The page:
Kings Canyon in our own back yard


As we approached the check-in counter at Kings Canyon Resort I was comforted by the globally recognised symbols, assuring us that WIFI was available.

It was after we’d been through the formalities with the receptionist that we learned not only was there no internet, there was also no mobile service. “We are very isolated here at Kings Canyon, you know” piped the bright young thing, “and you’ll enjoy not being connected”.

By this stage we’d been on the road a couple of weeks and had experienced only brief patches where there was no mobile service at all. In fact throughout the Ayers Rock resort we had pretty strong internet the whole time.

And anyway, why would we even need or want internet for goodness sake? But like it or not we did feel strange not having any mobile phone service *just in case* we needed to be contacted in some kind of emergency in the next 5 days!

Isolation was actually one of the most wonderful aspects of being at Kings Canyon and really allowed us appreciate the immense beauty and space.

Kings Canyon Resort offers simple accommodation options at extremely high prices. There is a camping/caravan site, shared/backpacker options and then our choice of resort style room complete with a spa bath overlooking rocks and bush. I have to say it felt a bit weird having no blinds across the bath window, although we were sure no one would be interested in peeking in to our room.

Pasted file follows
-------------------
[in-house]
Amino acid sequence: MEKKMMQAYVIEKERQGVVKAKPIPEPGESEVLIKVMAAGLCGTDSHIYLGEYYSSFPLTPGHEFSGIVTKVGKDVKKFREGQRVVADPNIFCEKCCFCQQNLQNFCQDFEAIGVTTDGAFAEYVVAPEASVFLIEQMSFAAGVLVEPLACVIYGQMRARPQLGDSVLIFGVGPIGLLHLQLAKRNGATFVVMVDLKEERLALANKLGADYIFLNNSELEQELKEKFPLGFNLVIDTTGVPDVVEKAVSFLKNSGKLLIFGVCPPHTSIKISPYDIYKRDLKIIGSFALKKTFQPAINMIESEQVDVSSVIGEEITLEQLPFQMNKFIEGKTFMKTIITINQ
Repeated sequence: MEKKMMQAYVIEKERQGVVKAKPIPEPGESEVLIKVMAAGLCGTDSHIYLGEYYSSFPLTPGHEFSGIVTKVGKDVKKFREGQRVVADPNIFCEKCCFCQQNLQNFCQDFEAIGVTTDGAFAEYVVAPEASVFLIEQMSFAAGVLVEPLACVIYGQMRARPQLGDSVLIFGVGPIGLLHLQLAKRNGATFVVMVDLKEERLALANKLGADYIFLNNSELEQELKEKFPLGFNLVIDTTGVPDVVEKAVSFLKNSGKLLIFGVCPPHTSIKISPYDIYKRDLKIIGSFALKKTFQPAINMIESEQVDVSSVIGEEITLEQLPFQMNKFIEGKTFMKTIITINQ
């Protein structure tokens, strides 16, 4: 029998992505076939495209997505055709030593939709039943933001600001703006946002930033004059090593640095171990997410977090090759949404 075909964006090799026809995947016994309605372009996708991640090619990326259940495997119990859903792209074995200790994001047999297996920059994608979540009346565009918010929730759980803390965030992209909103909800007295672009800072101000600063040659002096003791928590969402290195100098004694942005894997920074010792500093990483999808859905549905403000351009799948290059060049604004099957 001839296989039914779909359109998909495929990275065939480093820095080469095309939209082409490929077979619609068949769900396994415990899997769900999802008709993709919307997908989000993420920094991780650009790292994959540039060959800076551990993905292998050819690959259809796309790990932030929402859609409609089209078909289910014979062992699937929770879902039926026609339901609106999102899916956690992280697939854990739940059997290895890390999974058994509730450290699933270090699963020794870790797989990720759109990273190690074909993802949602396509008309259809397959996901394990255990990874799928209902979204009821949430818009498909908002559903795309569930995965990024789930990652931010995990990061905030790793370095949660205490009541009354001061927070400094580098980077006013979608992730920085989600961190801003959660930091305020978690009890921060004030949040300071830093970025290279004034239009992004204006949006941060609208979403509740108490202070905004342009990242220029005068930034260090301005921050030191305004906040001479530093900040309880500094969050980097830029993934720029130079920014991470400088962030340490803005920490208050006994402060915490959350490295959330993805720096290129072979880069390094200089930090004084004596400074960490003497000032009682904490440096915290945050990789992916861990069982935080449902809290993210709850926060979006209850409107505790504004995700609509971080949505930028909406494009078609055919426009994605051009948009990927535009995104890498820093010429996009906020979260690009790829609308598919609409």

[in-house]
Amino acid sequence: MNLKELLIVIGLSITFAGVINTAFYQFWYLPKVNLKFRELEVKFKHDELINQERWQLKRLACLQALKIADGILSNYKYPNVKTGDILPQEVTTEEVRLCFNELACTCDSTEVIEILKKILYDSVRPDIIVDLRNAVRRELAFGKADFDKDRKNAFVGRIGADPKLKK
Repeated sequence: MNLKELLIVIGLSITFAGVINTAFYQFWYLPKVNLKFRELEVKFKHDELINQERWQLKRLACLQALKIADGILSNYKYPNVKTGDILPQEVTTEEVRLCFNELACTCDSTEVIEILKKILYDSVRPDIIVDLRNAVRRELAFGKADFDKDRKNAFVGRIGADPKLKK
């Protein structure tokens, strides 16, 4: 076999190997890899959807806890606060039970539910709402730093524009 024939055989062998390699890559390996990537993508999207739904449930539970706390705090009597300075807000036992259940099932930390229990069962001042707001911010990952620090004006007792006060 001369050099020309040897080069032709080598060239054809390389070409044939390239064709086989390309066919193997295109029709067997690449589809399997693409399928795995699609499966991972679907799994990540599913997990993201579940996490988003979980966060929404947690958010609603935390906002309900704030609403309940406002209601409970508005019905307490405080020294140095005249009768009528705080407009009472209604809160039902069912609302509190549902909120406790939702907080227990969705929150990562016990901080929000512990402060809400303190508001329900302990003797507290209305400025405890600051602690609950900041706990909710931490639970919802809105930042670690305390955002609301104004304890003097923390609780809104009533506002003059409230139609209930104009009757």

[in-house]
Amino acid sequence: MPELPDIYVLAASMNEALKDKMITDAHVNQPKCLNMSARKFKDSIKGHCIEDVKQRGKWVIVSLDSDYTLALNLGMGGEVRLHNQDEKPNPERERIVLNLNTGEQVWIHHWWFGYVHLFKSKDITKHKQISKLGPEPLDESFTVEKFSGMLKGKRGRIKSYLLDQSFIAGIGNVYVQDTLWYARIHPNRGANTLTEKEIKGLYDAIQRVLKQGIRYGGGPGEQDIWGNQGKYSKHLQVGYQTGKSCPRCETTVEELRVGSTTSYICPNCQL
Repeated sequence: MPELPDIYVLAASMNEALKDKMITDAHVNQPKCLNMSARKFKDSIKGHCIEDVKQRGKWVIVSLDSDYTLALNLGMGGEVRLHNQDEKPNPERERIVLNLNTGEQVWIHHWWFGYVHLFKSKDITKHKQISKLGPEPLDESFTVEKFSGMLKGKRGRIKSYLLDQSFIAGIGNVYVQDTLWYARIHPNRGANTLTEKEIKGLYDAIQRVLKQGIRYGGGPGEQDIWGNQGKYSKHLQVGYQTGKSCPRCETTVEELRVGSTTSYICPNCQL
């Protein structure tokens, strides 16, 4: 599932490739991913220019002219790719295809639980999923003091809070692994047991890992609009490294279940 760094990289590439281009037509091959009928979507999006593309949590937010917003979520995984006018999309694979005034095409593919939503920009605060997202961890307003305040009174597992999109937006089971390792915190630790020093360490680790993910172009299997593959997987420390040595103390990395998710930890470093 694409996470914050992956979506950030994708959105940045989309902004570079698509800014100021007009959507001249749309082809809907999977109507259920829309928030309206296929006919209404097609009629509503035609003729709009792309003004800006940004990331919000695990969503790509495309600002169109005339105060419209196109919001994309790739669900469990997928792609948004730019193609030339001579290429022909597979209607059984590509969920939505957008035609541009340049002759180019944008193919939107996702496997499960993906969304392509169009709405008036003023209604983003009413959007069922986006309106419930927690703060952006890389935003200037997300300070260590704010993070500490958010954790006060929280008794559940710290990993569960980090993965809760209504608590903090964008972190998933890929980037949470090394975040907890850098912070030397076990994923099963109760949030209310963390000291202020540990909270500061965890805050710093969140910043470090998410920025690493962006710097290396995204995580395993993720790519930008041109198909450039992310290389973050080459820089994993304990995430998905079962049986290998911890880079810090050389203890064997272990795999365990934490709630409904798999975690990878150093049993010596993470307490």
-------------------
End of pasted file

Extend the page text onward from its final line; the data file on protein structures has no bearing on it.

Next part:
Arriving at the starting point of the Kings Canyon hikes we wondered why there were so many people hanging around the covered seating area until we saw that ubiquitous sign – “free wifi”. So then of course we joined the rest of the connected crowd and logged on to our various social media platforms until we realised how ridiculous we were.

Every report I’d read about hiking Kings Canyon described a “bit of a climb”, and “not too tough”, to get up to walk the rim of the canyon.

Let me tell you those people are liars. Yes, once you’re up there you can look down and feel rightly smug for not having that heart attack, but by crikey there really are so many steep uneven stones to get to the top.

I really shouldn’t complain because just as we arrived at the top we came across a man slowly making his way step by step with a couple of walking poles. We stopped to chat for a while and talk about the beauty and challenges of the place.

We checked that he was ok and he said sure, he reckons he does this all the time. He said he was 87, and he was walking on his own. We were a bit worried for him because he really did seem a bit wobbly on his legs.

After we bid our farewells and safe travels we then continued along the walk and kept meeting people who had also stopped to look out for this intrepid old gentleman. So it felt a bit like the Rim Walk community was keeping a caring eye on him.

Honestly, I don’t know how he made it to the top. It was a challenge for us so it must have been a real effort for him.